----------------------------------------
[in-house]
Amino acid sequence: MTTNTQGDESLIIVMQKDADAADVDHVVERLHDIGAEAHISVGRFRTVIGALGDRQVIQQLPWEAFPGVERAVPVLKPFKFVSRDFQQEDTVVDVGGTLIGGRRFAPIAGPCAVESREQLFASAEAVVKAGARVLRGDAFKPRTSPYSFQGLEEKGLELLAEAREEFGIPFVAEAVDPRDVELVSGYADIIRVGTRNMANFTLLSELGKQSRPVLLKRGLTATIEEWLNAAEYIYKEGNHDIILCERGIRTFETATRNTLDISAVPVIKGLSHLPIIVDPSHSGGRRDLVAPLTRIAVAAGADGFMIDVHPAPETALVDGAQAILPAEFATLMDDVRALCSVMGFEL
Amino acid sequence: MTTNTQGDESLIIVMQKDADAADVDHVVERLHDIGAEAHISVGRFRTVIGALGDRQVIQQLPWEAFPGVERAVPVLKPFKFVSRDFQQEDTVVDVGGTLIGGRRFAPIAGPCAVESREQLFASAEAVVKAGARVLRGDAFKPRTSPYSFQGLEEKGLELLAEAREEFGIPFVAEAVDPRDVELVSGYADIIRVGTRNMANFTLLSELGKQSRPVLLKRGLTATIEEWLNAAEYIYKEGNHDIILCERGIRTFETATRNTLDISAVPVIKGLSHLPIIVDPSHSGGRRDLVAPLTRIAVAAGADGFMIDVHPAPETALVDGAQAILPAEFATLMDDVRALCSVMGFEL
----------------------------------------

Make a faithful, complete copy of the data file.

[in-house]
Amino acid sequence: MTTNTQGDESLIIVMQKDADAADVDHVVERLHDIGAEAHISVGRFRTVIGALGDRQVIQQLPWEAFPGVERAVPVLKPFKFVSRDFQQEDTVVDVGGTLIGGRRFAPIAGPCAVESREQLFASAEAVVKAGARVLRGDAFKPRTSPYSFQGLEEKGLELLAEAREEFGIPFVAEAVDPRDVELVSGYADIIRVGTRNMANFTLLSELGKQSRPVLLKRGLTATIEEWLNAAEYIYKEGNHDIILCERGIRTFETATRNTLDISAVPVIKGLSHLPIIVDPSHSGGRRDLVAPLTRIAVAAGADGFMIDVHPAPETALVDGAQAILPAEFATLMDDVRALCSVMGFEL
Amino acid sequence: MTTNTQGDESLIIVMQKDADAADVDHVVERLHDIGAEAHISVGRFRTVIGALGDRQVIQQLPWEAFPGVERAVPVLKPFKFVSRDFQQEDTVVDVGGTLIGGRRFAPIAGPCAVESREQLFASAEAVVKAGARVLRGDAFKPRTSPYSFQGLEEKGLELLAEAREEFGIPFVAEAVDPRDVELVSGYADIIRVGTRNMANFTLLSELGKQSRPVLLKRGLTATIEEWLNAAEYIYKEGNHDIILCERGIRTFETATRNTLDISAVPVIKGLSHLPIIVDPSHSGGRRDLVAPLTRIAVAAGADGFMIDVHPAPETALVDGAQAILPAEFATLMDDVRALCSVMGFEL